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Dream Teams: Making Cannes Lion-Winning Sushi with Adam & Dave


Arts & Sciences’ directorial duo weave a web of hilarious half-truths and discuss founding their new production company ‘The Salmon’, writes LBB’s Ben Conway

Dream Teams: Making Cannes Lion-Winning Sushi with Adam & Dave

Together since film school, directorial duo Adam Brodie and Dave Derewlany (known professionally as ‘Adam & Dave’) are notorious for their comedic work and are represented in the US and UK by Arts & Sciences. Working across film, television, and commercials, they have directed for brands such as Chase, ESPN, Geico, Pizza Hut and more -  as well as on series with HBO Canada, CBC and SyFy. Their work has been recognised at awards shows like Cannes Lions, D&ADs, The One Show, and the AICP Awards, and last year they launched their own production company, The Salmon, in Canada.

Looking back to when they first met, Dave remembers a particularly unusual first impression at a screening of the cult film ‘Momento’ that has stuck with him ever since. “Adam was accompanied by a cherub-faced ‘security guard’ wearing a suit and an obviously fake moustache (I would later learn this was his roommate Blair) who swept through the theatre pretending to speak into an earpiece while guiding Adam to his seat. This was a very strong look. I was intrigued.”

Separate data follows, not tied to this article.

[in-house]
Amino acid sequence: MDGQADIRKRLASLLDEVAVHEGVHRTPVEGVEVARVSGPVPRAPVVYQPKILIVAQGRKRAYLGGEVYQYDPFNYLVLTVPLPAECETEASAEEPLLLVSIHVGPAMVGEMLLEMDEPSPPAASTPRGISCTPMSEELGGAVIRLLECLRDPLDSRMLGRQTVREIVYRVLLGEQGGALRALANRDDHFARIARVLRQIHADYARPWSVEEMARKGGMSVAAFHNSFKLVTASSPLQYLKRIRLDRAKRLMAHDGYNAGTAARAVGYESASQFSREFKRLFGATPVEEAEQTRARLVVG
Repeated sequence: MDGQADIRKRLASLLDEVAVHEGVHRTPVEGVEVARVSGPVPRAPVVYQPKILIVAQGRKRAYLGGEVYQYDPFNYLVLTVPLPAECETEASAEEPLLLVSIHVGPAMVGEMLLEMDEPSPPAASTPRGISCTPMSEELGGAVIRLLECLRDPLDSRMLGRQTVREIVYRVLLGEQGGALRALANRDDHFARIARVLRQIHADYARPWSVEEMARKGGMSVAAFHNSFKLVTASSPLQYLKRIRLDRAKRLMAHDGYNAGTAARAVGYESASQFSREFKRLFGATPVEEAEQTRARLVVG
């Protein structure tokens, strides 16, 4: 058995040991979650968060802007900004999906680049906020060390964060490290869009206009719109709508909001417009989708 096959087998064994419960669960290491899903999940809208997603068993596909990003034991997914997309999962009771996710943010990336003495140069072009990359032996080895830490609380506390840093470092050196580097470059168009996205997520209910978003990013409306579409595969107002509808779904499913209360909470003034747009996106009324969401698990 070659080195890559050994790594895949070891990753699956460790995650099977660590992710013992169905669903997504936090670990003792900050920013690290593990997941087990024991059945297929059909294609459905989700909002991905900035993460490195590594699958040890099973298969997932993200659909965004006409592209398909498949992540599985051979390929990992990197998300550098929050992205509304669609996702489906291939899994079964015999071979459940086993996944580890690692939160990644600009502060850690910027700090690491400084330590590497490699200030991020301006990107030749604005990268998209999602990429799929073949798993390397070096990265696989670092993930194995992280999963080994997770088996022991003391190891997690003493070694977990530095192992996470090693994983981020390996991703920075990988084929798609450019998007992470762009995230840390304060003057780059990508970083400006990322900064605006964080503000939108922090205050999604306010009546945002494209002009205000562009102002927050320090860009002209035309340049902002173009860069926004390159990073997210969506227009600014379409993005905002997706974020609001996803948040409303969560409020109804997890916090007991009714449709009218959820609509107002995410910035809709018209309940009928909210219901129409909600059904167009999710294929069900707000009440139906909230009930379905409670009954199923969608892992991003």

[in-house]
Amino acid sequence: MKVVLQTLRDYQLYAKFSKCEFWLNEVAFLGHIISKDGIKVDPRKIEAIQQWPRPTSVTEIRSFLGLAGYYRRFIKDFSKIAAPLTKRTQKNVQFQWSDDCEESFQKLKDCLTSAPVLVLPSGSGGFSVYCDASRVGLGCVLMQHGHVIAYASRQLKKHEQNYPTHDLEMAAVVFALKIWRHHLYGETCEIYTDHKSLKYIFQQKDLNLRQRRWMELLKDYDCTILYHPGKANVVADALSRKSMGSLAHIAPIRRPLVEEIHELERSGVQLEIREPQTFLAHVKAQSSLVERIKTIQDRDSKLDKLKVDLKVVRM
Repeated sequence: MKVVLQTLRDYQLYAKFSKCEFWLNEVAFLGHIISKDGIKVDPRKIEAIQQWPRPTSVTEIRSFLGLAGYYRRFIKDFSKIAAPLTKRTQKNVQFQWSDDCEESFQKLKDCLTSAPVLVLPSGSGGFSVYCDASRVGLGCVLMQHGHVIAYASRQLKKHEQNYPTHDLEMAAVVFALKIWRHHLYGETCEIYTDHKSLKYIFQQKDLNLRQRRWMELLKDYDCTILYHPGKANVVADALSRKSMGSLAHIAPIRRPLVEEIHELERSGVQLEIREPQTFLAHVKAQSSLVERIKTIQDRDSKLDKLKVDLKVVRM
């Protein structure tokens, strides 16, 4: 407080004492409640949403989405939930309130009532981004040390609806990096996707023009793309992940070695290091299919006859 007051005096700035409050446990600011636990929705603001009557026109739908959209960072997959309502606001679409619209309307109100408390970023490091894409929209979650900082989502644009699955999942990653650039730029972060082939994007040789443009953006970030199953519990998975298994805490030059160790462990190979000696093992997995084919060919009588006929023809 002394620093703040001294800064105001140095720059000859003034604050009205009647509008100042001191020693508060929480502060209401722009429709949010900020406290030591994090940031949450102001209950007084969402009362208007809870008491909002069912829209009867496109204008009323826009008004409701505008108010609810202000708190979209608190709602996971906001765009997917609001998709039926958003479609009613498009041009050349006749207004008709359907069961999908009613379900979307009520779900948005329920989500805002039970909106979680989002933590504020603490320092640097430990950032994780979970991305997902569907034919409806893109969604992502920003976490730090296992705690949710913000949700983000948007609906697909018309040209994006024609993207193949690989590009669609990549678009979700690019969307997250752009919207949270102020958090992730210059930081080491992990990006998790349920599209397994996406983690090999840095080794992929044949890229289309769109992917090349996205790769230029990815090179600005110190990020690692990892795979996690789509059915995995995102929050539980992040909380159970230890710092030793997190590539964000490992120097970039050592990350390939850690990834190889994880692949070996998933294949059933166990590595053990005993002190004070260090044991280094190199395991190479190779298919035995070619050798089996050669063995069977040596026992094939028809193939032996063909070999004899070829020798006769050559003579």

Despite this peculiar start, the pair admired each other’s work in production class and began to collaborate at film school - as well as teaming up in extracurricular activities, like “dominating karaoke night at the local bar”. Their first joint film project, however, was a ‘Serpico’ spoof about an undercover priest exposing corruption in the Vatican: “The Father, The Son, and The Holy Bullet. I still stand by that title,” says Dave. “Our deeply Catholic film professor was not a fan,” adds Adam.

After years of developing their chemistry, Dave shares that they act as one on set, joking that if one of them were to be assassinated by rival directors then the show would go on without a hitch. “We not only complement each other creatively, but we also complement each other stylistically,” confirms Adam. “For instance, on set, I might say to Dave, ‘Nice watch!’ or ‘When did you get that watch?’ or ‘How much do you want for that thing?’ or ‘No, I haven’t seen your watch. Did you check your wrist?’ or ‘Actually this is my watch. It just looks exactly like your watch that you carelessly lost’... Stuff like that.”